James Poole was a landscape painter known for far-reaching mountainous views and expansive river scenes. He trained under Joseph Barber (1757-1811) alongside contemporaries Thomas Creswick, Thomas Baker and FH Henshaw but had his own distinctive style. In 1886, his obituary in the Lichfield Mercury describes an affable gentleman who was well-respected by his peers.
“Personally Mr Poole had many attractive qualities. He was singularly modest and unassuming, kindly in feeling, courteous in manner, and when discussing his own subjects his conversation never failed to interest and instruct those who were privileged to share in it. More than one lover of landscape art in Birmingham will recall with pleasure a friendly talk with him in the studio of his friend Mr Henshaw, and those who met him there always regretted that his visits were of such rare occurrence.”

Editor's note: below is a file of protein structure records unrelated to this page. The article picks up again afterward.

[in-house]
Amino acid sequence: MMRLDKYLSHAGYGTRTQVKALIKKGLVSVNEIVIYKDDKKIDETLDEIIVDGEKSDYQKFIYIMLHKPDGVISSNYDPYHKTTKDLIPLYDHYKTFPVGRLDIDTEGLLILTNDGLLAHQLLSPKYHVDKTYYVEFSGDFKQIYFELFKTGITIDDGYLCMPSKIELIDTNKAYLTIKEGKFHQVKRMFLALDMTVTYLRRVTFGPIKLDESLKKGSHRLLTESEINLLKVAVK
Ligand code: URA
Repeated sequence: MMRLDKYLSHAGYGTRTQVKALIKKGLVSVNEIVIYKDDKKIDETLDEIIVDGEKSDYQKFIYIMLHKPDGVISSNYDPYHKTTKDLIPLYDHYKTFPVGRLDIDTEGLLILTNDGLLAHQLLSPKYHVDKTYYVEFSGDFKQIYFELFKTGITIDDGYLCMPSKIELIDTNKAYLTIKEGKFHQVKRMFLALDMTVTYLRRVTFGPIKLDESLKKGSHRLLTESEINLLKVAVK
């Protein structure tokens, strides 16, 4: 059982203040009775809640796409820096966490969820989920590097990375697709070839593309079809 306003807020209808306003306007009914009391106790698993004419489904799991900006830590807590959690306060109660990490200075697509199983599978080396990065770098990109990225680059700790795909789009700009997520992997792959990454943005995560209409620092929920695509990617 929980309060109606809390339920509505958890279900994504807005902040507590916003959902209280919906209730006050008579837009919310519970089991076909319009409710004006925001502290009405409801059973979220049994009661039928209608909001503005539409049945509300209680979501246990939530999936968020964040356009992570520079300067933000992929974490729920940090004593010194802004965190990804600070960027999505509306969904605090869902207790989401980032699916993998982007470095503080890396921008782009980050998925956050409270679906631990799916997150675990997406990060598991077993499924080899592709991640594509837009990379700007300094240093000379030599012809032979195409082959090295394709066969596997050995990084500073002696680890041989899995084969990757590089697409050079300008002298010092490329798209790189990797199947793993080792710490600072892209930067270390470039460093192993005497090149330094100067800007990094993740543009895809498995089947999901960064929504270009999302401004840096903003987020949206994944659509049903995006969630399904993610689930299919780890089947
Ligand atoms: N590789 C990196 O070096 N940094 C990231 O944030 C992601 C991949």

It describes his works as possessing “remarkable purity of tone, careful finish, accurate drawing, and that indefinable, inexpressible charm which indicates a close study and a true love of nature.”
Today, James Poole is represented in several public collections including Sheffield Museum, The National Library of Wales, Clifton Park Museum and the National Trust.
Born in Birmingham.
Studied under Joseph Barber.
'River Landscape With Distant Hills'
Died in Sheffield.